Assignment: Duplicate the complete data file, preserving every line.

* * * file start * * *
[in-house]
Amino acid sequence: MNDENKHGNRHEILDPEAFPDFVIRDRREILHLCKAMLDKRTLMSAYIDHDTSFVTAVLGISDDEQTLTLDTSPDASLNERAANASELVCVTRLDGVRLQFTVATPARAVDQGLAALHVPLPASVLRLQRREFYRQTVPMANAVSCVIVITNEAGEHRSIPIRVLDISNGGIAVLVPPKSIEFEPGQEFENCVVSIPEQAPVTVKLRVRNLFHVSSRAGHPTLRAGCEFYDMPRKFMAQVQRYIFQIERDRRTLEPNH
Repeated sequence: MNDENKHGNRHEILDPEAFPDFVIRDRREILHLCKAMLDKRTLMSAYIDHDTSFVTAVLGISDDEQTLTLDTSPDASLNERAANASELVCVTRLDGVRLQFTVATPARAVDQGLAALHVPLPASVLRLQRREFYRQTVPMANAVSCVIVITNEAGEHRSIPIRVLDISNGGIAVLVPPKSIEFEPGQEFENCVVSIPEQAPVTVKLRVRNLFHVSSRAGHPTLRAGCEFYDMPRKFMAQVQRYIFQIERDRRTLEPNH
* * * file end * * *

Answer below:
[in-house]
Amino acid sequence: MNDENKHGNRHEILDPEAFPDFVIRDRREILHLCKAMLDKRTLMSAYIDHDTSFVTAVLGISDDEQTLTLDTSPDASLNERAANASELVCVTRLDGVRLQFTVATPARAVDQGLAALHVPLPASVLRLQRREFYRQTVPMANAVSCVIVITNEAGEHRSIPIRVLDISNGGIAVLVPPKSIEFEPGQEFENCVVSIPEQAPVTVKLRVRNLFHVSSRAGHPTLRAGCEFYDMPRKFMAQVQRYIFQIERDRRTLEPNH
Repeated sequence: MNDENKHGNRHEILDPEAFPDFVIRDRREILHLCKAMLDKRTLMSAYIDHDTSFVTAVLGISDDEQTLTLDTSPDASLNERAANASELVCVTRLDGVRLQFTVATPARAVDQGLAALHVPLPASVLRLQRREFYRQTVPMANAVSCVIVITNEAGEHRSIPIRVLDISNGGIAVLVPPKSIEFEPGQEFENCVVSIPEQAPVTVKLRVRNLFHVSSRAGHPTLRAGCEFYDMPRKFMAQVQRYIFQIERDRRTLEPNH